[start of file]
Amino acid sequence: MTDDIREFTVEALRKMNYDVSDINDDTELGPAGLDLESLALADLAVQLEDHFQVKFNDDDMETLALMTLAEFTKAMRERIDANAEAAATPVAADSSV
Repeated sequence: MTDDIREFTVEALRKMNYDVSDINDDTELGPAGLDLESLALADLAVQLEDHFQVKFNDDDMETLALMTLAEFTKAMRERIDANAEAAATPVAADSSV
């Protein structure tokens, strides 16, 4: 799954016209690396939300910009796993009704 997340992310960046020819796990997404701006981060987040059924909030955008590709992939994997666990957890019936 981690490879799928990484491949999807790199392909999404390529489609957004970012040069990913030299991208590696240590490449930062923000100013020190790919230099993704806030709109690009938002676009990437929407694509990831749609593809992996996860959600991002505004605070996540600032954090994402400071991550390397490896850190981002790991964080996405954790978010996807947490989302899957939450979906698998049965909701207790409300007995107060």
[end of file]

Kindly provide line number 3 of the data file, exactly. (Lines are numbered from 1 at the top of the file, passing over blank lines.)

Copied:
């Protein structure tokens, strides 16, 4: 799954016209690396939300910009796993009704 997340992310960046020819796990997404701006981060987040059924909030955008590709992939994997666990957890019936 981690490879799928990484491949999807790199392909999404390529489609957004970012040069990913030299991208590696240590490449930062923000100013020190790919230099993704806030709109690009938002676009990437929407694509990831749609593809992996996860959600991002505004605070996540600032954090994402400071991550390397490896850190981002790991964080996405954790978010996807947490989302899957939450979906698998049965909701207790409300007995107060």